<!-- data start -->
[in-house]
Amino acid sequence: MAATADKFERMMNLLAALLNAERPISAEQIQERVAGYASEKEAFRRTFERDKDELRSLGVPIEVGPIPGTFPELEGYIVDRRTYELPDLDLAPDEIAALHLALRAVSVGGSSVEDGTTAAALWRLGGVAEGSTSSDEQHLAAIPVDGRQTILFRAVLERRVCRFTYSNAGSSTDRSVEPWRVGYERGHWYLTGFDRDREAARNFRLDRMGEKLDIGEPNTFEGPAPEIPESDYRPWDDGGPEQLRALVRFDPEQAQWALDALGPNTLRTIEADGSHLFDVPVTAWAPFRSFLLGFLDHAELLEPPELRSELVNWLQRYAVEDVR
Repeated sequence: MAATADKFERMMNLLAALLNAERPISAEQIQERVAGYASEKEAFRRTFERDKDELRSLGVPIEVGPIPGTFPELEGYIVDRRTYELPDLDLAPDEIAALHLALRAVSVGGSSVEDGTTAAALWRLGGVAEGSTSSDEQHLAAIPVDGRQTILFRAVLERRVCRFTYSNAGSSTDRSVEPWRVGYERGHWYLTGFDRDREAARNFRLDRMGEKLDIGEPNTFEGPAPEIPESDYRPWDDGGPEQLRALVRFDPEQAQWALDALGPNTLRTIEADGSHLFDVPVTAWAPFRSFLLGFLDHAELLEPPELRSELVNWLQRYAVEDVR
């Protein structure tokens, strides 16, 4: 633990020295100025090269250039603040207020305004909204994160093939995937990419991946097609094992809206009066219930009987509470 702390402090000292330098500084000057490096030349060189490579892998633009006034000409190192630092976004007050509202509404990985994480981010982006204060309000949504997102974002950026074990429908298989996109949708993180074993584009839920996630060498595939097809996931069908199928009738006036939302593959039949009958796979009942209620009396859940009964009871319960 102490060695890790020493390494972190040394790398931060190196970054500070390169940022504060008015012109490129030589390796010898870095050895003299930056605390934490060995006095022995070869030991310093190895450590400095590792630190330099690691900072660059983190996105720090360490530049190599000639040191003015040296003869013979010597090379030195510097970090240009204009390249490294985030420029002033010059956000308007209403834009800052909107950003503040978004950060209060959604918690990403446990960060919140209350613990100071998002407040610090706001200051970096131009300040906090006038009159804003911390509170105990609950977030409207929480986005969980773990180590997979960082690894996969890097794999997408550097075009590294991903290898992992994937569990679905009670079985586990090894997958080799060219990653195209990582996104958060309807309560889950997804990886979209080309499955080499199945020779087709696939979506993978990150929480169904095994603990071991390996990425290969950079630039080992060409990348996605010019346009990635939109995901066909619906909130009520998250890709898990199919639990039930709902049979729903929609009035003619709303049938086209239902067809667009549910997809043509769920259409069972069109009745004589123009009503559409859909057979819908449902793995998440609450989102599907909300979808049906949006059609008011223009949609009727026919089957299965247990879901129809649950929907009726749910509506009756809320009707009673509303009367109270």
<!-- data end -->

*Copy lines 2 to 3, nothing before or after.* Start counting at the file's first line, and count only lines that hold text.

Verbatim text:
Amino acid sequence: MAATADKFERMMNLLAALLNAERPISAEQIQERVAGYASEKEAFRRTFERDKDELRSLGVPIEVGPIPGTFPELEGYIVDRRTYELPDLDLAPDEIAALHLALRAVSVGGSSVEDGTTAAALWRLGGVAEGSTSSDEQHLAAIPVDGRQTILFRAVLERRVCRFTYSNAGSSTDRSVEPWRVGYERGHWYLTGFDRDREAARNFRLDRMGEKLDIGEPNTFEGPAPEIPESDYRPWDDGGPEQLRALVRFDPEQAQWALDALGPNTLRTIEADGSHLFDVPVTAWAPFRSFLLGFLDHAELLEPPELRSELVNWLQRYAVEDVR
Repeated sequence: MAATADKFERMMNLLAALLNAERPISAEQIQERVAGYASEKEAFRRTFERDKDELRSLGVPIEVGPIPGTFPELEGYIVDRRTYELPDLDLAPDEIAALHLALRAVSVGGSSVEDGTTAAALWRLGGVAEGSTSSDEQHLAAIPVDGRQTILFRAVLERRVCRFTYSNAGSSTDRSVEPWRVGYERGHWYLTGFDRDREAARNFRLDRMGEKLDIGEPNTFEGPAPEIPESDYRPWDDGGPEQLRALVRFDPEQAQWALDALGPNTLRTIEADGSHLFDVPVTAWAPFRSFLLGFLDHAELLEPPELRSELVNWLQRYAVEDVR